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Myles Tanenbaum, Mall Builder, Political Activist, Dies at 82
Myles H. Tanenbaum, 82, a man who held court in fields as diverse as mall development, synagogue construction and building a springtime football team for Philadelphia, died Aug. 31 at the Quadrangle in Haverford, battling Alzheimer’s disease.
A graduate of the Wharton School of the University of Pennsylvania, as well as Penn law school, the Gladwyne resident made his mark in the main as a partner in Kravco, whose area real estate empire extended to King of Prussia, where the Plaza and the Court unfolded under his watch, in addition to the Oxford Valley Mall.
In an interview in his office in King of Prussia, he told the Jewish Exponent some 35 years ago that he envisioned malls as a natural form of entertainment for shoppers eager to make their purchases in an area that all family members could enjoy themselves. Indeed, the establishment of the King of Prussia Mall and the Plaza was instrumental in the explosion of interest and traffic along the Route 202 Corridor.
The developer left Kravco in 1988, several years after he had already become president of EQK Realty Investors.
Politically, Tanenbaum had been co-chair of the local Republican Jewish Coalition, co-writing an op-ed for the Jewish Exponent touting John McCain’s presidential bid in 2008.
Investing time and effort in the Jewish community was also important to this Queens, N.Y., native. Indeed, more than 50 years ago, Tanenbaum joined other area residents to provide funding for a new synagogue in Cheltenham, Congregation Melrose B’nai Israel, which recently moved to rent space from Reform Congregation Keneseth Israel in Elkins Park.
It wasn’t the only building of Jewish interest he helped establish: Named after his parents, the Jeanne and Bennett Tanenbaum Music Conservatory proved a notable addition to the cultural landscape of Netivot, Israel. Tanenbaum also served in the past as president of the National Museum of American Jewish History and served as co-chair of its capital campaign as it prepared its move to its new home in Society Hill.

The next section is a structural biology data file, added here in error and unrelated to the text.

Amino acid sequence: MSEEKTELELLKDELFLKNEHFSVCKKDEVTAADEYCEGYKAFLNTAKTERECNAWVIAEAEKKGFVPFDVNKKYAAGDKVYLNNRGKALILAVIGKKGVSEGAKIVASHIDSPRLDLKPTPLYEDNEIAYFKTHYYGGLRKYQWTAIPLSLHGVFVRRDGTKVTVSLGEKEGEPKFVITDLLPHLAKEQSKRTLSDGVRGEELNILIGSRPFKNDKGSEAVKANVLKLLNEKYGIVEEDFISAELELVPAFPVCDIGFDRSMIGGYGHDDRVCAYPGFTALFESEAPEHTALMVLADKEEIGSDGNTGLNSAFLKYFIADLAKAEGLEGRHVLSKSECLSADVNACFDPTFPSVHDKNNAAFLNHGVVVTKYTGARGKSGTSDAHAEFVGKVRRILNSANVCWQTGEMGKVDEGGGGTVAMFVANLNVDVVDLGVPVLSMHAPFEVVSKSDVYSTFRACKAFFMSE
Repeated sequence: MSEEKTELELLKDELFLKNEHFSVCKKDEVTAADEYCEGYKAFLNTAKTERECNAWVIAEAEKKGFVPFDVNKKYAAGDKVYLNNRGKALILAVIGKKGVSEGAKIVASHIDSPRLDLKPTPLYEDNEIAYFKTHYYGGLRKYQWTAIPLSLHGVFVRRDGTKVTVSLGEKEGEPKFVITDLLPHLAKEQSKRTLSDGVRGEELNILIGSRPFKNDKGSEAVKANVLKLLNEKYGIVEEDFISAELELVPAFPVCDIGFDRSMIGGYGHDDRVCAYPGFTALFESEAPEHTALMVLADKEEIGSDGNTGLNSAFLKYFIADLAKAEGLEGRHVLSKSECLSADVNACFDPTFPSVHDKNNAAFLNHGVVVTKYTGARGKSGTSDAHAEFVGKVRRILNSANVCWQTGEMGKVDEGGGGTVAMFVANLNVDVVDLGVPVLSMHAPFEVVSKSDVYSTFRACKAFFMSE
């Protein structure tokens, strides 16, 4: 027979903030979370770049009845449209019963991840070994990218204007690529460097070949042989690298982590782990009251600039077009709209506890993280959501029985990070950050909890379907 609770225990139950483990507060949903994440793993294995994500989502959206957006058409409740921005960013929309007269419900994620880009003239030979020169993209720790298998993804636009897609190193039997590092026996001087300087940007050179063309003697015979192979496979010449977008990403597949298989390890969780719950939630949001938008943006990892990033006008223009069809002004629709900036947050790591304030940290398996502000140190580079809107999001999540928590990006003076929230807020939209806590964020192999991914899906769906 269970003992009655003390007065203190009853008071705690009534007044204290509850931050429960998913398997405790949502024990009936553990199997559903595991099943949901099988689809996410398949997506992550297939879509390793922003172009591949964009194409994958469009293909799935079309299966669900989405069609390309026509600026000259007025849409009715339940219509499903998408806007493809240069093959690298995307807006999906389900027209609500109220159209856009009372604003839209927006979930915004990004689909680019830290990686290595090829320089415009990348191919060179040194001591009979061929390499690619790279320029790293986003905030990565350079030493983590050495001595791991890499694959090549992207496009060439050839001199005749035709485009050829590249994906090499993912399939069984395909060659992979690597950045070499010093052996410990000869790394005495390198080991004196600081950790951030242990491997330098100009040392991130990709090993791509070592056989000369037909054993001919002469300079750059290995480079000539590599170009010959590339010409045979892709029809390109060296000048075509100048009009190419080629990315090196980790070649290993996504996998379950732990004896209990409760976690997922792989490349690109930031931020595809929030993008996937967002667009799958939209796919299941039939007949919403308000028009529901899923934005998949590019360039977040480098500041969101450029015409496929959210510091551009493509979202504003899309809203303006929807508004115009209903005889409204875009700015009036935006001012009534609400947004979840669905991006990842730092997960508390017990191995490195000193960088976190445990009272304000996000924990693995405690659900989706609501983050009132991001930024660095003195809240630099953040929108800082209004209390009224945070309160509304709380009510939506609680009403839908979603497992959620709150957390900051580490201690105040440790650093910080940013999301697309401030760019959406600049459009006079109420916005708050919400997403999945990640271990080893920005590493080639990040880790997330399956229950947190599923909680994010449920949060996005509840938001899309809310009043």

A member of seemingly countless boards, including that of his alma mater, where he also was instrumental in establishing the Zell/Lurie Real Estate Center at Wharton and funding the law school’s Tanenbaum Hall, the real estate mogul, a certified public accountant, wasn’t all business. He held a certain love in his heart for sports and perhaps got one of his biggest kicks out of becoming a principal owner of the Philadelphia Stars in the just-established United States Football League in 1983.
The team captured the title in 1984, the league’s second year of operation, after losing in the championship game in 1983, all the while sporting the colors of another of Tanenbaum’s alma maters, Central High School.
The fledgling league didn’t make it past the third year; the Stars also captured the flag that final year but from their new home in Baltimore.
Tanenbaum is survived by his daughter, Sharon; sons Steven and Lawrence; and seven grandchildren. He was predeceased by daughter Nicole and wife Ruthe Freedman.